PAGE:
The next phases of this project will look to validate the functionality through clinical studies on patients who require different levels of sagittal trunk support. Further work is required to determine end user testing on ease of use, timing studies and surveys to improve the functionality of the application and the manual to assemble the device appropriately. Finally, clinical testing should be used to validate the functionality of the applied mechanical loads at the appropriate SATCo level, and its effects on human performance. This would require Institutional Review Board (IRB) approval, which would likely run through the clinical partners at Shriner's Hospitals for Children.

In conclusion, the implementation of adjustable lateral supports that can apply appropriate me- chanical load at the proper location along the trunk provides the appropriate mechanical stability that will allow children to freely sit upright. This has the potential to improve reach and grasp and help children with disabilities engage in the world around them. Implementation into GoBabyGo cars and equipment intended to improve access to mobility will help these children engage with society and can have major impacts on their quality of life.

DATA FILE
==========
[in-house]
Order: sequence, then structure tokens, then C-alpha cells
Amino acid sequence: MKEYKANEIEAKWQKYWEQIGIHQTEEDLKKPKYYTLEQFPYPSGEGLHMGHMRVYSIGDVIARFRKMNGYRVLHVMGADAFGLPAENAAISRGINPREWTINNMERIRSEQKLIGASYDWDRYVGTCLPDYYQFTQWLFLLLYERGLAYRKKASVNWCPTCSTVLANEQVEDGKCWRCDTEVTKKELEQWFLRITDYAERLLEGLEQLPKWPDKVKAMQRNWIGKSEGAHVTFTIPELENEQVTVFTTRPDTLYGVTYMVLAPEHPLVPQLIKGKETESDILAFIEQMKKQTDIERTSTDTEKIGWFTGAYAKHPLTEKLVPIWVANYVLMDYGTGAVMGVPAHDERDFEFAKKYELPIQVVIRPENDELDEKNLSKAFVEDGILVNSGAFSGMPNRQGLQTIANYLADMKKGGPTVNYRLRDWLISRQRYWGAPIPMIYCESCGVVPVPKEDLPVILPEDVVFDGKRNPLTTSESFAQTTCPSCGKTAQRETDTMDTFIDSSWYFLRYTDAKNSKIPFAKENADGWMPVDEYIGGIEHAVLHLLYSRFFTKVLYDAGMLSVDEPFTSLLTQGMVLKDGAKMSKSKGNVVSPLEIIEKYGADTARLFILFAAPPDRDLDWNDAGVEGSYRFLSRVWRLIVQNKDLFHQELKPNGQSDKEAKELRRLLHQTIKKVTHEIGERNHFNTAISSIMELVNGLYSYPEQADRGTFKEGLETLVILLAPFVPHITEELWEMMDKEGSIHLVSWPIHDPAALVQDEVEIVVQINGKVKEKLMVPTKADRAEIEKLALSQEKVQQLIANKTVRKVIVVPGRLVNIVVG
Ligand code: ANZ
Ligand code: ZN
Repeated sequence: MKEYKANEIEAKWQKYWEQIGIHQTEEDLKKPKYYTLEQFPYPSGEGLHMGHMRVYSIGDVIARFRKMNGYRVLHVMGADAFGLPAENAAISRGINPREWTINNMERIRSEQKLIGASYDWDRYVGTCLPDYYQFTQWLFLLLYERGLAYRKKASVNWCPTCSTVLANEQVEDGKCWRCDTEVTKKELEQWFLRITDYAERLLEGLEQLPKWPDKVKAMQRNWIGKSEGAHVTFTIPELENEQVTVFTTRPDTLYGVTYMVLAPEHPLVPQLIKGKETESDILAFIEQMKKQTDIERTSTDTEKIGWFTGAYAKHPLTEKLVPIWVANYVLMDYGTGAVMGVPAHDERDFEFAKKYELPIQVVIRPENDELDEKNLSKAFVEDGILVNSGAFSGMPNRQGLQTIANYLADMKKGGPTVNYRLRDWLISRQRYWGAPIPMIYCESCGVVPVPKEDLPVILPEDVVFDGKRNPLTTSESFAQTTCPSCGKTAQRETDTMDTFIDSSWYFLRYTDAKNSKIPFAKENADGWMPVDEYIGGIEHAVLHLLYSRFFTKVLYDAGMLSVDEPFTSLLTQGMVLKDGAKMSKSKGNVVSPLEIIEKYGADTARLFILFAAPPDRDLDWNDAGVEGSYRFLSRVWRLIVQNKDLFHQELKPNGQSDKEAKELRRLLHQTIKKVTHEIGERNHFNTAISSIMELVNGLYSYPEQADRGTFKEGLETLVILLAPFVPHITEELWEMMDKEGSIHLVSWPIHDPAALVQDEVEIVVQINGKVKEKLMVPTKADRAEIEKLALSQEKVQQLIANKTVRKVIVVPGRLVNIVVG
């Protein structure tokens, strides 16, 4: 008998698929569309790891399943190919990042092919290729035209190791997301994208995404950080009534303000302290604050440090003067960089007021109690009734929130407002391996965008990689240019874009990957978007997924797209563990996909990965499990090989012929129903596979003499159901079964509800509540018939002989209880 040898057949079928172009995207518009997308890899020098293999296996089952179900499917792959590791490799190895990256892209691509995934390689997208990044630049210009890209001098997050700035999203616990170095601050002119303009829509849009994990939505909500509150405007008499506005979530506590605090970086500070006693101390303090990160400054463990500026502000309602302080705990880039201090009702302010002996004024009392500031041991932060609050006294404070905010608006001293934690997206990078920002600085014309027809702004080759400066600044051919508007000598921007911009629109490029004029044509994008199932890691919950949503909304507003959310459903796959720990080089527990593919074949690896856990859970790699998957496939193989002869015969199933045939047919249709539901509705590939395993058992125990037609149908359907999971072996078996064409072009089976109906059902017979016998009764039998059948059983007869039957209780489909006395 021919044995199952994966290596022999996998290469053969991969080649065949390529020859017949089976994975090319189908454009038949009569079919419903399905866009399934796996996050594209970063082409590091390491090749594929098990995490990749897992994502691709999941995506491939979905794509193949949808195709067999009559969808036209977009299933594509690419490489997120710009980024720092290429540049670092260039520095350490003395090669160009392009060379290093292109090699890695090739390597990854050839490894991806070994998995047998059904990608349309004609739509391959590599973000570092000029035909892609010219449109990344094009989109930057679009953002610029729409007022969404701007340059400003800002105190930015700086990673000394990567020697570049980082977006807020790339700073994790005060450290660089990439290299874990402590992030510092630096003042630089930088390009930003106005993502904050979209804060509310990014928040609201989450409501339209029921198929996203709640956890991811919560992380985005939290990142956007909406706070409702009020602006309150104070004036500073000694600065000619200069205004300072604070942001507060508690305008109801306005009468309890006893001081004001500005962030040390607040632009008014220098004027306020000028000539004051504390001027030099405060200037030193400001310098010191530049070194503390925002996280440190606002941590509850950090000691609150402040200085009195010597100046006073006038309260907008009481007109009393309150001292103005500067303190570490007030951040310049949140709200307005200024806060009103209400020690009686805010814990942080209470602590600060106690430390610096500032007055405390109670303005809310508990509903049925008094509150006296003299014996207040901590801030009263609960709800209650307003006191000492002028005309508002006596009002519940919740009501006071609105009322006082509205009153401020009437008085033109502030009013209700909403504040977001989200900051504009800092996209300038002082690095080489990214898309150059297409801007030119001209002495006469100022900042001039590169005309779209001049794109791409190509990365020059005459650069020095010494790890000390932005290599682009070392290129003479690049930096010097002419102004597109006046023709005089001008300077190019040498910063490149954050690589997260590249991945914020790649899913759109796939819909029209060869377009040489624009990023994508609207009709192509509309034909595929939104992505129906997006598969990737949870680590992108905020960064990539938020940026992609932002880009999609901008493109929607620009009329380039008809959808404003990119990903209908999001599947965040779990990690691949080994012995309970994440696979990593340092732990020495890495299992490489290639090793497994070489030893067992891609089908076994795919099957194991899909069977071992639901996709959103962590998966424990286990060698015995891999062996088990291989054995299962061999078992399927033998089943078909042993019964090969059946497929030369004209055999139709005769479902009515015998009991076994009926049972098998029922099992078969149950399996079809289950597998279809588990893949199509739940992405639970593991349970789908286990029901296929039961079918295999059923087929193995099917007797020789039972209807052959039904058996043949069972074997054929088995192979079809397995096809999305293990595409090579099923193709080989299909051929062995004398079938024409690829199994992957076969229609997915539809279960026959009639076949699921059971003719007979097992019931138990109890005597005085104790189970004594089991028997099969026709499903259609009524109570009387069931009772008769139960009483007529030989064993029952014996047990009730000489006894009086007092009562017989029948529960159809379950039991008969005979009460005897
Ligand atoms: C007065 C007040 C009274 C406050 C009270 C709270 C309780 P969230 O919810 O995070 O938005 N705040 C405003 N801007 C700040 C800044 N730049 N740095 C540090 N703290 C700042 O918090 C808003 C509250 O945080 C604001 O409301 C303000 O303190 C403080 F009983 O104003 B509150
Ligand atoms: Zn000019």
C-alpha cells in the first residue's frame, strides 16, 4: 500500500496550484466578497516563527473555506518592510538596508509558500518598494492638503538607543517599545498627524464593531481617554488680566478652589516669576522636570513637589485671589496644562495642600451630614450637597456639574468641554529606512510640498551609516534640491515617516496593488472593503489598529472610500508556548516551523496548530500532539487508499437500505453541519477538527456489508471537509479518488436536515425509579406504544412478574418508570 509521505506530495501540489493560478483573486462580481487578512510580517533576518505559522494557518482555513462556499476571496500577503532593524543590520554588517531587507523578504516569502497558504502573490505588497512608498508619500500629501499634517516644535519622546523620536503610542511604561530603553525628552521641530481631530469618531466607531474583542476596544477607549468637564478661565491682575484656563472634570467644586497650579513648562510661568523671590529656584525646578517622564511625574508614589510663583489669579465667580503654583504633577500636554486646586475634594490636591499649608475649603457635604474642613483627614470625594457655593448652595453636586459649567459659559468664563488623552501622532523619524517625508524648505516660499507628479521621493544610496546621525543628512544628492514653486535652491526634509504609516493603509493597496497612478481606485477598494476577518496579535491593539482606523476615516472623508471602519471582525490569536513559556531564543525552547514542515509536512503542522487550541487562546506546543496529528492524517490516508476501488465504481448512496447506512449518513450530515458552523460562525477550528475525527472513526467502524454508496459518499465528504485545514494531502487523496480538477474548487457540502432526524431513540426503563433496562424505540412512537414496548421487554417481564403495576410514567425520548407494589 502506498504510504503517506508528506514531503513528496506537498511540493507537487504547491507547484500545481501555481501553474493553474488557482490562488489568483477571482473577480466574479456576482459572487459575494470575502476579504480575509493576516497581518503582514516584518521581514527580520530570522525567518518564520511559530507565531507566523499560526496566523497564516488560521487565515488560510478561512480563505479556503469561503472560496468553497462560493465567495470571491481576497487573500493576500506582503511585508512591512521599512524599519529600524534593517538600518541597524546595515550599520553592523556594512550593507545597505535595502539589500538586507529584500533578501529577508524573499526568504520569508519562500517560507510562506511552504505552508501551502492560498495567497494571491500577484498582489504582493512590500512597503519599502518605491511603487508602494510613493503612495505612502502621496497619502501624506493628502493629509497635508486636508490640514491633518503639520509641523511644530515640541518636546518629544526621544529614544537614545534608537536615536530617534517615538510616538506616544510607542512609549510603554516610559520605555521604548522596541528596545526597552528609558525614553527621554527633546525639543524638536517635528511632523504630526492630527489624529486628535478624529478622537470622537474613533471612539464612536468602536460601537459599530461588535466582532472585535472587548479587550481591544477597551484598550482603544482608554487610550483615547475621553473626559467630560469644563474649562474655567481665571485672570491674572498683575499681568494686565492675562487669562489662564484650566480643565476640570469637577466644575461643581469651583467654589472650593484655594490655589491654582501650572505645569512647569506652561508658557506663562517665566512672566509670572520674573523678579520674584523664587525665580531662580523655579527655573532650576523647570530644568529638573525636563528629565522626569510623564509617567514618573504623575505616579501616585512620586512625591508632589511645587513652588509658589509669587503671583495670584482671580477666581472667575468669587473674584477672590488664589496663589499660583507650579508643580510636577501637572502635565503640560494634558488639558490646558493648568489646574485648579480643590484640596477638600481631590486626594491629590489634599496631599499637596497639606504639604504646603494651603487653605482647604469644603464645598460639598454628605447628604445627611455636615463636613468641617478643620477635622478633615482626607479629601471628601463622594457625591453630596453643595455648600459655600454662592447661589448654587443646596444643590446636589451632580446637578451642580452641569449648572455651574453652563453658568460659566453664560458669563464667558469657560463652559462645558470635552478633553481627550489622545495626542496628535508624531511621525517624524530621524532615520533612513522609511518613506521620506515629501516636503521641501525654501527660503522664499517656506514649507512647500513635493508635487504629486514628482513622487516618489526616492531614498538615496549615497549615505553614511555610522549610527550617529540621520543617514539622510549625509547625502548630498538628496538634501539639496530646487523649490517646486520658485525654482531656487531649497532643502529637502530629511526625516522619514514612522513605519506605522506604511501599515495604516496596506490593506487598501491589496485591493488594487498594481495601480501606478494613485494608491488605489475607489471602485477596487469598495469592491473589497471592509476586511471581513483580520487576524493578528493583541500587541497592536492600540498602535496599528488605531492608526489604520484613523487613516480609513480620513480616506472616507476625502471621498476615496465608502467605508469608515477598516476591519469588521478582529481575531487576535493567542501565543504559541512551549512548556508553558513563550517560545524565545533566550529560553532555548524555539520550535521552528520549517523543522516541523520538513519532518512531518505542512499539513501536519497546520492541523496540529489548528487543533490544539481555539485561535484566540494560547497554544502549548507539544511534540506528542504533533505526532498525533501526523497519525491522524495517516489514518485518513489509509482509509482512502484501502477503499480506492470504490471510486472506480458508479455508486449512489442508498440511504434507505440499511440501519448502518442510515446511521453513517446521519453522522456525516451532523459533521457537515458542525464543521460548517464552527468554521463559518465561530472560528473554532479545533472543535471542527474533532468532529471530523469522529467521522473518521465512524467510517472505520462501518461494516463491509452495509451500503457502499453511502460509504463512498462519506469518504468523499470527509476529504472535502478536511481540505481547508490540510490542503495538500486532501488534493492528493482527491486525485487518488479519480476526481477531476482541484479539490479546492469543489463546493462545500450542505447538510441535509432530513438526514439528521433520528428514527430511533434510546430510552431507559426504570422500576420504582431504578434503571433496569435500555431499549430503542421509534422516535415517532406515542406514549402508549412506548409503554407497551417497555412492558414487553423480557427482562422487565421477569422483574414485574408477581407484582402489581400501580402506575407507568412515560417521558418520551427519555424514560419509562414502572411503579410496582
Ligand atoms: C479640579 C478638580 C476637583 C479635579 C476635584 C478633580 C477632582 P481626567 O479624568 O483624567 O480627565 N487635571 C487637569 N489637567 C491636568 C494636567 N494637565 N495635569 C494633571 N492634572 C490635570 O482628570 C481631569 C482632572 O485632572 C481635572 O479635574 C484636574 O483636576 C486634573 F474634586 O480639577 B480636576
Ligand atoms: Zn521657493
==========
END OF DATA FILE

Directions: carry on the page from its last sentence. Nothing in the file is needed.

1. Saavedra, S., Woollacott, M. & van Donkelaar, P. Head stability during quiet sitting in children with cerebral palsy: effect of vision and trunk support. Exp Brain Res 201, 13–23 (2010).
  2. Butler P.B., Saavedra S., Sofranac M., Jarvis S.E., Woollacott M.H. "Refinement, reliability, and validity of the segmental assessment of trunk control." Physical Therapy, 22(3), 2010.
  3. Pin T.W., Butler P.B., Cheung H-M, Lai-Fong Shum S. L-F, "Relationship between segmental trunk control and gross motor development in typically developing infants aged from 4 to 12 months: a pilot study" BMC Pe- diatrics volume 19, Article number: 425, 2019.
  4. Rachwani. The development of trunk conrol and its relation to reaching in infancy: a longitudinal study. (2015).
  5. Firefly GoTo Postural Support Seat.
  6. Liquori B.L., Santana, Y., Brown M.B., Kwaczala, A.T., Gannotti, M. "The Effectiveness of a Service Deliv- ery Model in a Hospital Setting for Use of Ride on Cars by Infants and Children" APPTAC, Nov. 2019.
  7. Numotion Wheelchair and Mobility Equipment Company., 2020.
  8. National Seating & Mobility,, 2020.